The Ting Tings and AlphabeatEdit this event
Tonight at the Carling Academy, we're stepping back, back in time. As this cavernous black box spins back through the musical universe, like a sweaty TARDIS with more expensive beer, we see in the distance some skinny, glammy boys and girls shaking about. We appear to have landed next to a Top of the Pops stage circa 1989.
To confirm this, we hear the strains of 'Boyfriend' by *Alphabeat *. Like the rest of their set, it's a bit of light electrodance combined with processed pop. It’s like you’ve just found a ten-year-old packet of InstaPOP at the back of the cupboard during a clear out. The pack has shrunk, its contents are brittle and dried, but, hey presto, add some young blood and it expands brightly in your face. The flavour has weakened over time, but throw on a sprinkling of Euro-Cheese and anything this sweet and catchy is still more than edible.
They end on their that song. Ah 'Fascination', like a tune dropped off the edge of a film starring Emilio Estevez and Molly Ringwald for being too heart-warming. And by the end of it, you know everything is going to be shiny, happy and mulleted in the world, forever. It seems sincere, and you'd be a total cunt to dis that. And of course, any band that Richard and Judy like so much must be good.
In between acts we seek visual stimulus in the MTV logo projected on the wall, spinning, ever spinning. What's MTV I hear you say kids? Well, it was the DiS of the 1980s, except MTV paid better.
We spin on through time, and watch The Ting Tings (pictured) walk on to 'Once in a Lifetime' by Talking Heads. We doubt the music will be this good again tonight. Hmm, what period have we landed in now? Well, the Tings’ Katie White looks like Michaela Strachan off The Hitman and Her. Wait a minute, war in Iraq? Recession? Lame dance pop? We've obviously landed back in 1991. Except that everyone is watching the gig through mobile phone cameras.
The Ting Tings begin with their that song. When you're a band with a that song, the eternal question is: at what point do you drop it? Unlike Alphabeat, they decide to start with it, operating under the policy of quickly letting people know just exactly who the fuck they are.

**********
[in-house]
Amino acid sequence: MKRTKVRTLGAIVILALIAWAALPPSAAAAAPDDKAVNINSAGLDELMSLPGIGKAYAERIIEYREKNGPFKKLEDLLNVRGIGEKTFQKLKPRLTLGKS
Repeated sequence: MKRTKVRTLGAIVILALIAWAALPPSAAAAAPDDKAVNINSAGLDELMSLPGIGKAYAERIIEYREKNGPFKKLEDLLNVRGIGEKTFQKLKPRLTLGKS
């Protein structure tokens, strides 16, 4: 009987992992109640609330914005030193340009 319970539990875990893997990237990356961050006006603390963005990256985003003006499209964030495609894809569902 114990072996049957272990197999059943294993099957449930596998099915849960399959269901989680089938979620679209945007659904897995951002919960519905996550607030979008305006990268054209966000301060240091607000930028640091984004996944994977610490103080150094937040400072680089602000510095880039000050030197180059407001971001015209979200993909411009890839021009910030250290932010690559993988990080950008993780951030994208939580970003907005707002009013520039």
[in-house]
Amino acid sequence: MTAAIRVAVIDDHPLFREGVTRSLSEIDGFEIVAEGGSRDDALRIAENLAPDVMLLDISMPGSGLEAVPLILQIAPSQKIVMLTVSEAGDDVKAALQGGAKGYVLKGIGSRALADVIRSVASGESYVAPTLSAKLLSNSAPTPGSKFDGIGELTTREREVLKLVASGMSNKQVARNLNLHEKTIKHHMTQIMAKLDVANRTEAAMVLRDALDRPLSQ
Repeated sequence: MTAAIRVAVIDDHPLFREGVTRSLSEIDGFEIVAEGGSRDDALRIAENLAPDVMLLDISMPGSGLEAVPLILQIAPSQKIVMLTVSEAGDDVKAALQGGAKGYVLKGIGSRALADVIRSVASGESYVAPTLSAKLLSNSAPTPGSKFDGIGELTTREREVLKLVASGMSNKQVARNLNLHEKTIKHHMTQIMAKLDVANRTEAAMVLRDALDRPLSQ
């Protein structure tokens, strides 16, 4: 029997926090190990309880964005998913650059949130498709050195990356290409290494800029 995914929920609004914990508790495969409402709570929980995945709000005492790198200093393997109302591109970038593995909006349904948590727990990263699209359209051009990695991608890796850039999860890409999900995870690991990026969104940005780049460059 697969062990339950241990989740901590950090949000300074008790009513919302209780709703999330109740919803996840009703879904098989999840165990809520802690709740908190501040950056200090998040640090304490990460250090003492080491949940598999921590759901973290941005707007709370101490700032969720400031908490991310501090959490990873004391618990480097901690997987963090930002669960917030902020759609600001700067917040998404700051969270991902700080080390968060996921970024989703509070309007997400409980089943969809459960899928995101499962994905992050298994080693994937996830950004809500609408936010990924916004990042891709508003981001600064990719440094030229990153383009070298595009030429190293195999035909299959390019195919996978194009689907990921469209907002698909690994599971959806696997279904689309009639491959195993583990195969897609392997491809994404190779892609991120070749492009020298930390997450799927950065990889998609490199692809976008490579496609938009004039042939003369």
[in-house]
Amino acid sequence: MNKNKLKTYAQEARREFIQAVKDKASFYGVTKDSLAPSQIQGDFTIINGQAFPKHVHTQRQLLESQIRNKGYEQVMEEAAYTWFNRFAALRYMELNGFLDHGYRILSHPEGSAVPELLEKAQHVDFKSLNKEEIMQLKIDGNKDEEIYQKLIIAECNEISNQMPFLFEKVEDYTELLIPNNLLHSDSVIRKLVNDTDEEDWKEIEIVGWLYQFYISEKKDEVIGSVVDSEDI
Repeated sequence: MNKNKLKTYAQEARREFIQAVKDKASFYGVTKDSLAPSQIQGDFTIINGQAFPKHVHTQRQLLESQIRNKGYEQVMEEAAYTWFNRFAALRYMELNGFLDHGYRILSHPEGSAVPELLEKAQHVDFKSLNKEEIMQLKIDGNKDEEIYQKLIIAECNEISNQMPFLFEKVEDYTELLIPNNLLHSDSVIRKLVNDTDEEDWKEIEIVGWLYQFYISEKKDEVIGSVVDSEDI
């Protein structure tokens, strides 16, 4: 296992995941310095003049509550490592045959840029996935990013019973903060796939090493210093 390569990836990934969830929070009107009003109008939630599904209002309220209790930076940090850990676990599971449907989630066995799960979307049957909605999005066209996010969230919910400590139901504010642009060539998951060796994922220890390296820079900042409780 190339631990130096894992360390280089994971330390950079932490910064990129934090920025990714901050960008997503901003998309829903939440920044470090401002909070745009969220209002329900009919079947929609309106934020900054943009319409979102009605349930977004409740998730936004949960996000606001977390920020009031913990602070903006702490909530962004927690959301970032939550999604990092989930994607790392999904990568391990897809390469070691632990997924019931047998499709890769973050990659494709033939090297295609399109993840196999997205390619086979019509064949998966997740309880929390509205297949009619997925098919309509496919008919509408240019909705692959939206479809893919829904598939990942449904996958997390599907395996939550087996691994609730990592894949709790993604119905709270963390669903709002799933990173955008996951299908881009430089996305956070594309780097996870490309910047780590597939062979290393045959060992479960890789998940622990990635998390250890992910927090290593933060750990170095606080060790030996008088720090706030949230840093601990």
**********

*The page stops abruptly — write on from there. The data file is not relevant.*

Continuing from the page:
On stage, they look slightly less like two market traders hastily dressed by a recent fashion graduate as they do in that video, but the rest of the set is musically more of the same, with diminishing returns. Bargain basement fuzzled dance pop with shouty lyrics and hollow, pounding beats. None of which manages to detract from its emptiness.
As they finish, we find ourselves zooming forward again: we've left 1991 now, it's 1996 and we see some gobby, hairy fellahs from North Britain on stage playing good-time, retro, country-tinged rock and roll. We’re in a massive tent doing cocaine with the editor of Loaded, MP3s and 9/11s haven't been invented, the world is still repeating itself, but we're at the top of the cycle, unable to see the folly of what we are riding. All seems good, but soon the crash will come.
What's Loaded I hear you ask kids? Well, it was the DiS of the ‘90s, except that Loaded paid better.
Those hairy boys are apparently known as The Fratellis and have none of the sheen or glam or poncing about of the previous two acts. They don’t need it, they have come to rock you, no messin', and they come complete with the rough confident charm of the big, laughing guy in the corner of the pub, or like The View with some actual testicles.
They drive a big, cocky juggernaut of rock through so much indie posturing, but like that big guy in the corner of the pub, if you spend to long with it you realise there’s nothing really there behind the stubble. They carry on far too long for the in-your-fucking-face and down-your-fucking-pants charm to last. It's stuff like this that makes the world go around, so it makes it hard to knock. But it's also stuff like this that stops things ever getting any better too. Everyone keeps on jumping and you realise that Del Amitri was right. Those crazy tigers eh?
The black box we're in spins again and we're dropped back on Hotham Street, Liverpool 3, and to be honest, even with all its faults, we're glad to be back in 2008. Boom shang-a-lang.